France holidays now come with a number of key rules that tourists must remember to follow. This week the country introduced much stricter measures concerning face masks. The FCO has now updated its travel advice for France.
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“France’s Health Minister has announced that wearing masks in enclosed public spaces are compulsory from Monday 20 July for those aged 11 and over,” explained the FCO.
“For more information on the public spaces this applies to, see the government website.”
Public spaces include:
Public conference and meeting rooms
Cinemas, theatre and enclosed entertainment venues
Restaurants and bars (including those at altitude)
Hotels and shared holiday properties (including those at altitude)
Education and training establishments
Games rooms, leisure centres and holiday parks
Libraries and archives
Places of worship
Indoor sporting venues such as gyms (except for while participating in sporting activity), and some other open-air venues)
Marquees and tents
Public boats (including moored quayside bars/venues)
Train and bus stations
Shops and shopping centres
Administrative buildings and banks
The FCO continued: “Since May 11, wearing masks on public transport has been compulsory for all users aged 11 and over, with fines for those who are not compliant.
“Masks are also compulsory in taxis and private hire vehicles without a plexiglass screen.”
The new government update also looked at France entry requirements.
Holidaymakers arriving in France from the UK are no longer required to self-isolate.
However, they will have to if they show symptoms.
“Travellers from any country showing signs of a COVID-19 infection upon arrival in mainland France will have to carry out a mandatory 14-day quarantine at home or in a dedicated location indicated by the French authorities if home quarantine is not feasible,” said the FCO.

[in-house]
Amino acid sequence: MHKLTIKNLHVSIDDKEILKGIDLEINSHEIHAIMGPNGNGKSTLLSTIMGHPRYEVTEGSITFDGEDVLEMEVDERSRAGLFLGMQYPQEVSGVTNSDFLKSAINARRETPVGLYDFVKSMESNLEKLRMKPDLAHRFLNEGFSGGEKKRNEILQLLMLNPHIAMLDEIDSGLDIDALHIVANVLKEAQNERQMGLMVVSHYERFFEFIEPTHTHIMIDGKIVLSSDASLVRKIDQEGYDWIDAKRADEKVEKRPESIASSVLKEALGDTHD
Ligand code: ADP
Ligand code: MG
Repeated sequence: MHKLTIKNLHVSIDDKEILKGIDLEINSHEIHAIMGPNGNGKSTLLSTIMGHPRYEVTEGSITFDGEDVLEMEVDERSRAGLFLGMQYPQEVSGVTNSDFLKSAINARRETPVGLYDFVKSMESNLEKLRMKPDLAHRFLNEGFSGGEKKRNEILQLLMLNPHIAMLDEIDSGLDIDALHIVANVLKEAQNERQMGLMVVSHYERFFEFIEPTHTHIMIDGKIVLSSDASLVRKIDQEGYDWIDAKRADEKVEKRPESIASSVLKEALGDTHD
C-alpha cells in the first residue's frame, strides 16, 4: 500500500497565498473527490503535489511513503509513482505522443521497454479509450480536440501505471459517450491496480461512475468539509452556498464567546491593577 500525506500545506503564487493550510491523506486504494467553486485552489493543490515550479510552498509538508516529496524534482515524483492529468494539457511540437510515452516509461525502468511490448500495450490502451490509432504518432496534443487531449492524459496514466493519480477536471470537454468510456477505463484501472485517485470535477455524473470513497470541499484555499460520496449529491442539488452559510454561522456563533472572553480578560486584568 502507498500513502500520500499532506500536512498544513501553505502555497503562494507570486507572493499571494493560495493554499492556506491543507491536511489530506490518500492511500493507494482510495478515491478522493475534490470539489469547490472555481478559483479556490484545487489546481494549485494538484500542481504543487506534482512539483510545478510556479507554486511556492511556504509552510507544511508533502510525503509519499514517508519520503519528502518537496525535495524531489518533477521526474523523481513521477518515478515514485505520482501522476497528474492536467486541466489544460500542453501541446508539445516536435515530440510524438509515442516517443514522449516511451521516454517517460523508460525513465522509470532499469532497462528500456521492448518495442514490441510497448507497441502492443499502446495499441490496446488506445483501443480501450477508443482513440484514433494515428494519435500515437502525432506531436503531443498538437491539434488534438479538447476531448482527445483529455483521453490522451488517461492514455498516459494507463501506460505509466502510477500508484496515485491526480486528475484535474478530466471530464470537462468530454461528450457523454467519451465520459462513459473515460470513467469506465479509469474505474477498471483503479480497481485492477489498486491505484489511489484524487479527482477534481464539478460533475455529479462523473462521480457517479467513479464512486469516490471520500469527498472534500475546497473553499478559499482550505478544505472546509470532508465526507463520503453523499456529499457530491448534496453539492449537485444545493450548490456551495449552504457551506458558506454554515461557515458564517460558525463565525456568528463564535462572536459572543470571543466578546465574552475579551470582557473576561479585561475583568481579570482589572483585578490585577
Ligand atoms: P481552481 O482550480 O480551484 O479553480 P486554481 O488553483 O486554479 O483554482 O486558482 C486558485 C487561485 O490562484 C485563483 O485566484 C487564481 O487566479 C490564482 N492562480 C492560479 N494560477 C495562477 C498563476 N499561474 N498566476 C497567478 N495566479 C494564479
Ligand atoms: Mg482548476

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Regular flights between metropolitan France and its overseas territories are also now back in action after resuming in late June.
Travellers need to provide a negative RT-PCR test taken in the 72 hours preceding arrival for entry into all French overseas territories.
Your passport should be valid for the proposed duration of your stay in France; you don’t need any additional period of validity on your passport beyond this.
Many British travellers are facing huge delays in getting their new passport back so it’s key you check your passport’s status before booking travel.
According to new figures, a backlog of more than 400,000 passport applications has accumulated due to disruption caused by the coronavirus crisis.
Some Britons have even been forced to cancel their holidays after their passport took too long to be returned to them.
Home Office minister Baroness Williams has said the huge delays are the result of reduced staffing at HM Passport Office due to social distancing measures in place.
The limited staff could see Britons waiting longer than the usual three weeks for their passport.
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